The end of net neutrality is here

FCC Chairman Ajit Pai pushed to overturn his agency's 2015 net neutrality protections

Joshua Roberts Reuters FCC Chairman Ajit Pai pushed to overturn his agency's 2015 net neutrality protections

The Republican-led Federal Communications Commission voted to repeal the Obama-era regulations in December. Obama-era federal regulations prevented Internet providers from slowing, blocking or charging websites special fees to get their content in front of users.

But while ISPs think they've scored a major victory here by convincing Ajit Pai and the Trump FCC to ignore the public, ignore the experts, and cuddle up to telecom duopolies, this policy middle finger aimed squarely at consumers is likely to result in a policy and political backlash they're going to be navigating for years.

Internet providers could choose to prioritize their own content and services over those of rivals. That means it fell under "common carrier" rules established to protect equal access to the service.

Pai attempted to bolster the FCC's decision through claims that the new regulations introduces stronger transparency laws and hence more protection for the consumer.

In other words, certain providers could block or slow down sites like Facebook or your favorite news website. Last week, Senate Democrats urged House Speaker Paul Ryan, R-Wisconsin, to bring the issue to a vote on the House floor.

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The Senate recently passed a resolution to restore the rules, but a companion bill in the House has only drawn 170 backers so far - far short of the 218 supporters it would need to prevail.

"I am committed to protecting a free and open internet, while at the same time making sure there are reasonable standards to protect against unfair, deceptive, and anti-competitive practices such as blocking and throttling".

Other states, including New York, Vermont, and Montana, are using executive orders and various other means of reinstating net neutrality, but at the moment, Washington is the only state to pass a bill protecting it. OR passed similiar legislation, but it won't go into effect until next year, as Motherboard reports.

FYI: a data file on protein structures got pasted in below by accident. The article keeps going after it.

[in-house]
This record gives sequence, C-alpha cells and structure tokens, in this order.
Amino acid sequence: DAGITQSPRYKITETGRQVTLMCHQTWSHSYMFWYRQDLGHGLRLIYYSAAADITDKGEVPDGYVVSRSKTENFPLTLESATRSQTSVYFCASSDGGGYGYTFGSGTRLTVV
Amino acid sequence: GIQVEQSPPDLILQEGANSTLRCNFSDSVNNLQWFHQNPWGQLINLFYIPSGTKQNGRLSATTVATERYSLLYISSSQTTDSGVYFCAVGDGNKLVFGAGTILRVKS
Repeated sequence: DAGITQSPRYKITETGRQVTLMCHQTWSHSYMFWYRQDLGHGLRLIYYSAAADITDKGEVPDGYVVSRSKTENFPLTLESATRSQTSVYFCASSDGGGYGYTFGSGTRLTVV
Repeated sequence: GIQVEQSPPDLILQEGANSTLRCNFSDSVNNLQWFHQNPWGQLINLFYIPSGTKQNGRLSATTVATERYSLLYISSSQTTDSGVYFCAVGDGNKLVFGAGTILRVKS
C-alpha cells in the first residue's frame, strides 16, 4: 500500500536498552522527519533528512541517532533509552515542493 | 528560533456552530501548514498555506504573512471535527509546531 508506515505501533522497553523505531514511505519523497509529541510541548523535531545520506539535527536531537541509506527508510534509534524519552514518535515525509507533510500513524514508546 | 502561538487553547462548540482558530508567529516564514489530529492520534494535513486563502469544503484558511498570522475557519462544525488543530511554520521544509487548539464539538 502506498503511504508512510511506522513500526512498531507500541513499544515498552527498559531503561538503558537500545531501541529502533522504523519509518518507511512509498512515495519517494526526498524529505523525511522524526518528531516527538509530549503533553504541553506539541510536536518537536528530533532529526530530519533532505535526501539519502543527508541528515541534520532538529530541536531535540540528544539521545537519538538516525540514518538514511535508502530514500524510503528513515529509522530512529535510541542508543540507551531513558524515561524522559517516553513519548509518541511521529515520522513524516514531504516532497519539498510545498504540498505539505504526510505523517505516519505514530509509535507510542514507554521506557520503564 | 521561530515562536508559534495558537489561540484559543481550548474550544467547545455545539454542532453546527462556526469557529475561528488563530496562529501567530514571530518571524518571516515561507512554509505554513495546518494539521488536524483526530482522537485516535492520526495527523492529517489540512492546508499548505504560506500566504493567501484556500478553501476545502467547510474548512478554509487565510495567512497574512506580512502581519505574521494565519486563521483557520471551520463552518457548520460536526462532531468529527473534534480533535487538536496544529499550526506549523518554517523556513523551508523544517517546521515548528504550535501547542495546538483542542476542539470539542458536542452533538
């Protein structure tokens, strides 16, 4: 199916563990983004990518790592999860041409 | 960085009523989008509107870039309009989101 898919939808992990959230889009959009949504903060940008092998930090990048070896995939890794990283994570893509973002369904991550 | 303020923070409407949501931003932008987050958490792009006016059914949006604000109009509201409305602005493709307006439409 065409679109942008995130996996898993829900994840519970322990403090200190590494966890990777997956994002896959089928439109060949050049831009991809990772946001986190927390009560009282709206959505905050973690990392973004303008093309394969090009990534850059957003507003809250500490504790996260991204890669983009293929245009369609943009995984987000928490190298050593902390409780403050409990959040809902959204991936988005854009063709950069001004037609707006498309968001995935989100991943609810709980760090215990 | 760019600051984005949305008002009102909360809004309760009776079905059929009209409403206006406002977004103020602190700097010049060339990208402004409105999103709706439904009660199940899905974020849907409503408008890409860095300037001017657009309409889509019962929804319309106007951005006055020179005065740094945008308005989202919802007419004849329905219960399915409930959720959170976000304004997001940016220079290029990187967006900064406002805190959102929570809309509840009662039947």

Zero-rating programs weren't specifically barred under the now-defunct net neutrality protections.

But the FCC's outgoing rules already allowed broadband providers leeway to create special data channels for such services where the net-neutrality provisions wouldn't apply.

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OR also enacted a net neutrality law, signed in April and that goes into action in 2019, but it only restricts state agencies and other public bodies from contracting with network providers that don't meet non-discriminatory provisions.

The new rules approved by lawmakers who were heavily paid by the ISP lobbyists also take the oversight powers away from the more powerful and resourceful FCC to the Federal Trade Commission. We're also waiting to hear whether the Supreme Court will agree to hear a separate lawsuit on net neutrality.

What's the logic behind the new rules, exactly?

It is unlikely that ISPs and other internet companies will try anything drastic as the fight to undo the repeal is still ongoing, and critics are monitoring the situation closely. Oregon, Vermont and Washington state have adopted open-Internet laws, while governors in an additional six states have sought to address the matter through executive orders. And in its repeal decision, the FCC explicitly rejects the idea that it has much authority to regulate Internet providers at all.

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